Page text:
Gwendolyn Brooks was born 100 years today ago on June 7, 1917. She was a prolific and well-decorated poet, holding the distinction of being the first Black person to win a Pulitzer Prize. Brooks was born in Kansas but raised in Chicago, where she continued to live for the rest of her life. Her poetry reflected her observations of the people she lived around.
Brooks’ first poem was published when she was only 13 years old. From there she built an impressive body of work about Black American life. Her first book of poems, titled A Street in Bronzeville (1945) features slice-of-life poems based on characters living in the eponymous town. These relatable narratives were her signature. She experimented with different styles of poetry such as sonnets, epic poems, and free verse. Later in her career, Brooks’ work took on a more political tone. She left the Harper and Row Publishing house in order to work with Black publishers.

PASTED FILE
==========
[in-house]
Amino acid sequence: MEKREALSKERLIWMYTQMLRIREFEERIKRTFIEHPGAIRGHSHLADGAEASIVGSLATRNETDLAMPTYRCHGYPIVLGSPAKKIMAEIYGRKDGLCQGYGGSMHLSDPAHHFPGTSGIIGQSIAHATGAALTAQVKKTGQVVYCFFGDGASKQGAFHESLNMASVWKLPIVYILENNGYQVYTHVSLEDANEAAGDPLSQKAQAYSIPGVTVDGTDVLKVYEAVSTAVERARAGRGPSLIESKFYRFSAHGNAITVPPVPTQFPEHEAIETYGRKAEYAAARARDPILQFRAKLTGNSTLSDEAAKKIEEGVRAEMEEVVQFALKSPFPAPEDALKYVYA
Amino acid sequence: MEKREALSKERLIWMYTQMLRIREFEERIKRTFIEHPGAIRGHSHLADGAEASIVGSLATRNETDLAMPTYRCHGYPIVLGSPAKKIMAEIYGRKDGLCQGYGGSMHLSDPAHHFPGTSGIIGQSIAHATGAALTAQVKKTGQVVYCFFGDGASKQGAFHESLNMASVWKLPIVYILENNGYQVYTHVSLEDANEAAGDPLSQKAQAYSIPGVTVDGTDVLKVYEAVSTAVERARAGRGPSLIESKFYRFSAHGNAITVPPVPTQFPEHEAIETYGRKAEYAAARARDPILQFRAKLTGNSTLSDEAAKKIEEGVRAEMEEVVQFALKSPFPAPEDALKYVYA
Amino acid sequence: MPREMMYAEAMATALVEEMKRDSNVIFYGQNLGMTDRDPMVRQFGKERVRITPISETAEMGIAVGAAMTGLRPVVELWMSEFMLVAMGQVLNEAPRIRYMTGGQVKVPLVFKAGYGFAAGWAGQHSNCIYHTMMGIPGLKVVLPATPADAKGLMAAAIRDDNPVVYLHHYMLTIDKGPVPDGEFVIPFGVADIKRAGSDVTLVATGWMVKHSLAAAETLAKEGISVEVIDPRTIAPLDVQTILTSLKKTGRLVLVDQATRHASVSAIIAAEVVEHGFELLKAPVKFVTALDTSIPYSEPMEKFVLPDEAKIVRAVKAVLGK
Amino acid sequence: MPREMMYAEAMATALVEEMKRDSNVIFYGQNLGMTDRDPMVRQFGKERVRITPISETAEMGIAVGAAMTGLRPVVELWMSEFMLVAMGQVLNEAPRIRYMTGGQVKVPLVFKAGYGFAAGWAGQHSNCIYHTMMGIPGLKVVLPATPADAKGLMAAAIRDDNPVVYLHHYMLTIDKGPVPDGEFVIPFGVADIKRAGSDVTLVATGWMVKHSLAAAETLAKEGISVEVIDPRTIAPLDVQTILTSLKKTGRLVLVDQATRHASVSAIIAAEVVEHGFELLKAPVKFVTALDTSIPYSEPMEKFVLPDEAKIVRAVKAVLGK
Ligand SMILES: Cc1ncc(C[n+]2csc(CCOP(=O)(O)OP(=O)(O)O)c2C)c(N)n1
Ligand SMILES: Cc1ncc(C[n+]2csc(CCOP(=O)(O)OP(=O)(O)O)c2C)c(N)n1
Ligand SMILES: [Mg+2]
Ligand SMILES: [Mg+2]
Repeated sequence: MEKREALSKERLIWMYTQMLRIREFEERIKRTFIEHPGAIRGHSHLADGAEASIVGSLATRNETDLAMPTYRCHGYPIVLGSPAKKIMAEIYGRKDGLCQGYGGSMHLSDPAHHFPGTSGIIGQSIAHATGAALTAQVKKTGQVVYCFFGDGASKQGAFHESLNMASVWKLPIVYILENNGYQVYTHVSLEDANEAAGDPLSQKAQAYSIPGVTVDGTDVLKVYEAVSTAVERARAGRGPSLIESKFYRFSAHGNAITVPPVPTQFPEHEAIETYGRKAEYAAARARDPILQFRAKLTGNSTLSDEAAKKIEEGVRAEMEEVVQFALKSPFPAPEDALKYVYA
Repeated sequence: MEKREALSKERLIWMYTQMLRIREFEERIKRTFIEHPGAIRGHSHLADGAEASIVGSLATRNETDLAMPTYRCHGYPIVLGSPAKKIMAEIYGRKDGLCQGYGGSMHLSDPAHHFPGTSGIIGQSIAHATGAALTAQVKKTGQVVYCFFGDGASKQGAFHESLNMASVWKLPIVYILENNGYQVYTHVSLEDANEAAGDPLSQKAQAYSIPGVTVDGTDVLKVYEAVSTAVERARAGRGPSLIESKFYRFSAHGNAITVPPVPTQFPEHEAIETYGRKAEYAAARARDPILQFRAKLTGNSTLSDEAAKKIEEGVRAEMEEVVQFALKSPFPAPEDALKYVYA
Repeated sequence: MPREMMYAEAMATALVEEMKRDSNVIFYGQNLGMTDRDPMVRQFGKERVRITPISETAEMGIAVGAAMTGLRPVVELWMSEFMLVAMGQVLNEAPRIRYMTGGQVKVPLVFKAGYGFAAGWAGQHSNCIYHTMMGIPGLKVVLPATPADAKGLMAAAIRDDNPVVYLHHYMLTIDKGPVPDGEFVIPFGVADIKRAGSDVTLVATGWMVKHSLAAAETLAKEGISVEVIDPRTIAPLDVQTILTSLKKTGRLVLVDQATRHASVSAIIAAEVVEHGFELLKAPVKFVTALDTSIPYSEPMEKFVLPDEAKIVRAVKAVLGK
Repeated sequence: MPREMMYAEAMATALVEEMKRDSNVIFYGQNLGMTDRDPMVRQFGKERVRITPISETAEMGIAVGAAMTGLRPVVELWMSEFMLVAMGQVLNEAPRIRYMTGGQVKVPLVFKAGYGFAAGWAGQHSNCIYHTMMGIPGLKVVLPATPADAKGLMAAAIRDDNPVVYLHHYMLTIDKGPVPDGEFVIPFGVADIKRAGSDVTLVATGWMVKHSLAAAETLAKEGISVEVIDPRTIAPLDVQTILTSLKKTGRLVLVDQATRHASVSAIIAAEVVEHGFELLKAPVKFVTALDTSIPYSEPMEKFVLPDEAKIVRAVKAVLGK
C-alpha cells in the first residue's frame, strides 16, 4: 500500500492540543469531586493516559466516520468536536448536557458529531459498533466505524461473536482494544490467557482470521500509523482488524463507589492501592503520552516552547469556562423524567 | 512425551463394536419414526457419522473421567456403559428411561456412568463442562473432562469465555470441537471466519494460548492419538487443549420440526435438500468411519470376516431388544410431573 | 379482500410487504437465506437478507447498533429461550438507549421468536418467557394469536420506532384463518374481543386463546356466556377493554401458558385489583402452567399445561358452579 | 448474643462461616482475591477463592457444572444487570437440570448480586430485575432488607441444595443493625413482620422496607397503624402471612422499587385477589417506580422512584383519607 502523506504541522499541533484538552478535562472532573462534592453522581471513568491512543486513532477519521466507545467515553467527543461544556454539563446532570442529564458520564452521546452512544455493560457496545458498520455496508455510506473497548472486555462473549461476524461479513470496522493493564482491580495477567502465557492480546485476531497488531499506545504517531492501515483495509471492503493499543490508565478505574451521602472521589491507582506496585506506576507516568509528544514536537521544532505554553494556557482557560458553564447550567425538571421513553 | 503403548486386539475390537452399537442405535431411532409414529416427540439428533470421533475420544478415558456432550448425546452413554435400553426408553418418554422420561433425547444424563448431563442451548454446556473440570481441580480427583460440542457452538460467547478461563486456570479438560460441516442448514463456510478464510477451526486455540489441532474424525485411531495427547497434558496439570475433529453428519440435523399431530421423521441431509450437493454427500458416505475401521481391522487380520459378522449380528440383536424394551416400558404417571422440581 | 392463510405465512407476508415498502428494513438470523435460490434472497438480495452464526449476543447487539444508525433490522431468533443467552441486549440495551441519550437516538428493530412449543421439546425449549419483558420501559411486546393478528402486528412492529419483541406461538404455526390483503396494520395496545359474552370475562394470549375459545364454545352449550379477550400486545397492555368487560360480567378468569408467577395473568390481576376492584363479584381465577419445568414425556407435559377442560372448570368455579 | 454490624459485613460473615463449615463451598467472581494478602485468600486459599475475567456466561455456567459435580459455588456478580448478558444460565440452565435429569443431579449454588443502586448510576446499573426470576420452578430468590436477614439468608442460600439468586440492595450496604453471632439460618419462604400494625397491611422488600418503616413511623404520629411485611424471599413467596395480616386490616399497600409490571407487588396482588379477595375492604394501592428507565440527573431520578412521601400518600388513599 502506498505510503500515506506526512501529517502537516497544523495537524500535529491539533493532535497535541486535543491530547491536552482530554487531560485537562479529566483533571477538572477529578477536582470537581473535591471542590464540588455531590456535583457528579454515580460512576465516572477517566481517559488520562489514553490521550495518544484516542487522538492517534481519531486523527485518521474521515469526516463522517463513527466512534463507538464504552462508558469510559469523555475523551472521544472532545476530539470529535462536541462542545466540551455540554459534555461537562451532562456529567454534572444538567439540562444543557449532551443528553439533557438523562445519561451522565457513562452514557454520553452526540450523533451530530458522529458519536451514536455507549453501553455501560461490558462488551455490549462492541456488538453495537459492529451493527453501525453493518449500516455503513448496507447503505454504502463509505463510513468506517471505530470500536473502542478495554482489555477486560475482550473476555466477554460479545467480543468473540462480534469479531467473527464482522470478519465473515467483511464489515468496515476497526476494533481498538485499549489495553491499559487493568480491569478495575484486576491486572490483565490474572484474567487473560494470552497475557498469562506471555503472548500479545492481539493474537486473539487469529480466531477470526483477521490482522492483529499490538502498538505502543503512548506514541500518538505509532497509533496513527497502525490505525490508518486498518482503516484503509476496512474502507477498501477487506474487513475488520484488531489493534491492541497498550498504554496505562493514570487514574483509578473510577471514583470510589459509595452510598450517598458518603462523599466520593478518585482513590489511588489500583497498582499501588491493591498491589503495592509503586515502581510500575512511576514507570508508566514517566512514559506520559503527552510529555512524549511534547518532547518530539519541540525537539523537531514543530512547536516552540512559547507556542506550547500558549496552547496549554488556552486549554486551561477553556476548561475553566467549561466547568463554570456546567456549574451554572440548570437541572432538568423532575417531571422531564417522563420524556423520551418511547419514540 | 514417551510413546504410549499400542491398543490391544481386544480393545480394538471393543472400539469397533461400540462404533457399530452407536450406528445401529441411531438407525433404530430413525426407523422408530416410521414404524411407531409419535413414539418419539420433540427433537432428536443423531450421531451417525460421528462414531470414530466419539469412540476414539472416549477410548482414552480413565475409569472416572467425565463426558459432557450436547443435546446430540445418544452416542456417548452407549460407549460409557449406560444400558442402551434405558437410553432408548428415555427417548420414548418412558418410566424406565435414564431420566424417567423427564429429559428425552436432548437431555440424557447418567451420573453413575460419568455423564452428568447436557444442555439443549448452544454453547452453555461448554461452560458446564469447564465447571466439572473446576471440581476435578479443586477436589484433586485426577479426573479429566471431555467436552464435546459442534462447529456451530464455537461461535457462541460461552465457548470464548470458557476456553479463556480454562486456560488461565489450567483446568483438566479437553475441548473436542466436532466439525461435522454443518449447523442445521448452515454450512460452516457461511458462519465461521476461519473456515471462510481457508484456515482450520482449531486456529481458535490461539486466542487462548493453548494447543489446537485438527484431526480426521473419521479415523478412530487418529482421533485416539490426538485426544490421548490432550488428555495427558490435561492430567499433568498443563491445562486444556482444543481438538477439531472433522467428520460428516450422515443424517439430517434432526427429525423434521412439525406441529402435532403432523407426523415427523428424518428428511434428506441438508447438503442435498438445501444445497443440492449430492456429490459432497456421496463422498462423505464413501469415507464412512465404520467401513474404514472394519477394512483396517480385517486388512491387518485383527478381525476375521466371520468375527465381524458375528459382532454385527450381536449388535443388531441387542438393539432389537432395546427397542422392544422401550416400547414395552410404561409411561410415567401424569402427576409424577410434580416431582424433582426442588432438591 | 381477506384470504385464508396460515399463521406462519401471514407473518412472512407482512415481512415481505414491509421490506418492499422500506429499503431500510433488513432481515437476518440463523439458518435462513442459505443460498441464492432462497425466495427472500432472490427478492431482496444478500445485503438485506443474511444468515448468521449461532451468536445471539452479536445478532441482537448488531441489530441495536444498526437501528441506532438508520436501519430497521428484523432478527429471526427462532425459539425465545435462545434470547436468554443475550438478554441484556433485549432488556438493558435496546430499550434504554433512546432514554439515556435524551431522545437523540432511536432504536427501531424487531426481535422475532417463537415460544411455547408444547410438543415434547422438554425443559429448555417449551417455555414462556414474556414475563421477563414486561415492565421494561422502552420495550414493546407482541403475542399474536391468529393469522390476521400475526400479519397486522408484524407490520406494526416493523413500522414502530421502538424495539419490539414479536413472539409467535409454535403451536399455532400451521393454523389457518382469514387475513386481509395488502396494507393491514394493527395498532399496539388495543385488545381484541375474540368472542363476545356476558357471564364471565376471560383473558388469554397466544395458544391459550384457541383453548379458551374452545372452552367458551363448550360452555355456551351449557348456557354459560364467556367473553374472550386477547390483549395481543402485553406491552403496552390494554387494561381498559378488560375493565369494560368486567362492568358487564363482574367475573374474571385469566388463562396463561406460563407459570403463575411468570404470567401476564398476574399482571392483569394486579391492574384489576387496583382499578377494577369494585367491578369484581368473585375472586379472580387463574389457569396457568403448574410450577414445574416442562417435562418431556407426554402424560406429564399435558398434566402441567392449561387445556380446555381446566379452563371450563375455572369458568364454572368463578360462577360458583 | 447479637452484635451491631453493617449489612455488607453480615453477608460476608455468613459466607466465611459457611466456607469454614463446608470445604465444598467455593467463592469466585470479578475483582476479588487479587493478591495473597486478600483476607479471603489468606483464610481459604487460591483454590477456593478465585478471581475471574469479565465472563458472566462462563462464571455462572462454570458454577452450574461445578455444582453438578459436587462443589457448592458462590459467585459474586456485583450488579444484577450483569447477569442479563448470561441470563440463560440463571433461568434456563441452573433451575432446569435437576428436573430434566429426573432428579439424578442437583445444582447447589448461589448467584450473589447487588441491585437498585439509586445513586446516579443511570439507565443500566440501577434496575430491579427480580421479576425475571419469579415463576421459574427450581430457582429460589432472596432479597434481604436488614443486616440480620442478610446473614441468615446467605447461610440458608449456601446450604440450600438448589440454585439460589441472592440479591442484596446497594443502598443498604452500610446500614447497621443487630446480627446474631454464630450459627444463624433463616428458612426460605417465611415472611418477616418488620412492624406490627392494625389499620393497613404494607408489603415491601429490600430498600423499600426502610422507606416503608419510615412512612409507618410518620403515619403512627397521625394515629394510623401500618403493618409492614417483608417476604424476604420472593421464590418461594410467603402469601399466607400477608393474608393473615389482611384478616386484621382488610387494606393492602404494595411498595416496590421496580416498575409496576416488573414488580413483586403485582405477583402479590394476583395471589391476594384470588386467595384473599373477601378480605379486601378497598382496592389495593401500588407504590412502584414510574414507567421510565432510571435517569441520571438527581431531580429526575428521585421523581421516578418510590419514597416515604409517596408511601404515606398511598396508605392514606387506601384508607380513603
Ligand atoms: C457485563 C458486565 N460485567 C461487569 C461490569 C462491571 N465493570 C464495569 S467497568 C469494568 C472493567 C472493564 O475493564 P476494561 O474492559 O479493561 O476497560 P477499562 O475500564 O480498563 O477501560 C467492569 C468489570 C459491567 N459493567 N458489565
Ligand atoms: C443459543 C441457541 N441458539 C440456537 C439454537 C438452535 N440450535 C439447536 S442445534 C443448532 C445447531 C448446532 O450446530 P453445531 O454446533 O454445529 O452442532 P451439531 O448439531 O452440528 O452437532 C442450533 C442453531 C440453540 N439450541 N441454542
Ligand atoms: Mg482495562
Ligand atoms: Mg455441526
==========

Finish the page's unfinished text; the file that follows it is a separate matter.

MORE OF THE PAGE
Gwendolyn Brooks remains one of the foremost American poets. In addition to her Pulitzer Prize in Poetry (1950 for Annie Allen), she was a Guggenheim Fellow (1946), the Poet Laureate of the United States (1985), and the recipient of a National Medal of Arts (1995). Brooks was the Poet Laureate of Illinois from 1968 until her death in 2000. She has received numerous other awards and honors as well as over 50 honorary degrees.
Hear Brooks discuss her popular poem “We Real Cool” below and be sure to visit our Literary Events Calendar for upcoming celebrations of the written word.